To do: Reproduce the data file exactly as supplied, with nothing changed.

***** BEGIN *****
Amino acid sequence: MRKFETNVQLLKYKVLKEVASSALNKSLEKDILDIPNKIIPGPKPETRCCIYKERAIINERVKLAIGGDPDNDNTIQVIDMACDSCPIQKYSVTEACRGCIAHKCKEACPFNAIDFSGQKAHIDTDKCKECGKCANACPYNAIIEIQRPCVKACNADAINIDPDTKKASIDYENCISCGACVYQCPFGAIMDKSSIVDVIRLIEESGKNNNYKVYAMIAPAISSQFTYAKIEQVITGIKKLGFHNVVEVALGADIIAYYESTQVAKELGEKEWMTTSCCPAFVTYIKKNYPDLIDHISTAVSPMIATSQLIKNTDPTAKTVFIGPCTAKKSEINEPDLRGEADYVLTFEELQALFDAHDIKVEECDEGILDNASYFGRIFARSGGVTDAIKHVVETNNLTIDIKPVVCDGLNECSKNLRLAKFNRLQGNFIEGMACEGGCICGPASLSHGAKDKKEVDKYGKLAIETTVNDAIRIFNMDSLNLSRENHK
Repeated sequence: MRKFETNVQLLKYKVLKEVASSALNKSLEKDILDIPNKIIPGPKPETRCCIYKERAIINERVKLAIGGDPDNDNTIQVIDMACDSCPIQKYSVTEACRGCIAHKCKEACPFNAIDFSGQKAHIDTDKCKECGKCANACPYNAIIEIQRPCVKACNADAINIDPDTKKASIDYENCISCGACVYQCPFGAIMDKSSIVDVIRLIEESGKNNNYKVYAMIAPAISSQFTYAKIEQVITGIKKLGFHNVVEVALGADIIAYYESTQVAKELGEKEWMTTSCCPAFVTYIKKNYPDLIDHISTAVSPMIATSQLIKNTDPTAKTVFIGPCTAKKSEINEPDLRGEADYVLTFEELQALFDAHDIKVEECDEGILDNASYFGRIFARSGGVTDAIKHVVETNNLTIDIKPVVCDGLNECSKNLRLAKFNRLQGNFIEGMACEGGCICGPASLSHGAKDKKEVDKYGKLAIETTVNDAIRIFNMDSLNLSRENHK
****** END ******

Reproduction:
Amino acid sequence: MRKFETNVQLLKYKVLKEVASSALNKSLEKDILDIPNKIIPGPKPETRCCIYKERAIINERVKLAIGGDPDNDNTIQVIDMACDSCPIQKYSVTEACRGCIAHKCKEACPFNAIDFSGQKAHIDTDKCKECGKCANACPYNAIIEIQRPCVKACNADAINIDPDTKKASIDYENCISCGACVYQCPFGAIMDKSSIVDVIRLIEESGKNNNYKVYAMIAPAISSQFTYAKIEQVITGIKKLGFHNVVEVALGADIIAYYESTQVAKELGEKEWMTTSCCPAFVTYIKKNYPDLIDHISTAVSPMIATSQLIKNTDPTAKTVFIGPCTAKKSEINEPDLRGEADYVLTFEELQALFDAHDIKVEECDEGILDNASYFGRIFARSGGVTDAIKHVVETNNLTIDIKPVVCDGLNECSKNLRLAKFNRLQGNFIEGMACEGGCICGPASLSHGAKDKKEVDKYGKLAIETTVNDAIRIFNMDSLNLSRENHK
Repeated sequence: MRKFETNVQLLKYKVLKEVASSALNKSLEKDILDIPNKIIPGPKPETRCCIYKERAIINERVKLAIGGDPDNDNTIQVIDMACDSCPIQKYSVTEACRGCIAHKCKEACPFNAIDFSGQKAHIDTDKCKECGKCANACPYNAIIEIQRPCVKACNADAINIDPDTKKASIDYENCISCGACVYQCPFGAIMDKSSIVDVIRLIEESGKNNNYKVYAMIAPAISSQFTYAKIEQVITGIKKLGFHNVVEVALGADIIAYYESTQVAKELGEKEWMTTSCCPAFVTYIKKNYPDLIDHISTAVSPMIATSQLIKNTDPTAKTVFIGPCTAKKSEINEPDLRGEADYVLTFEELQALFDAHDIKVEECDEGILDNASYFGRIFARSGGVTDAIKHVVETNNLTIDIKPVVCDGLNECSKNLRLAKFNRLQGNFIEGMACEGGCICGPASLSHGAKDKKEVDKYGKLAIETTVNDAIRIFNMDSLNLSRENHK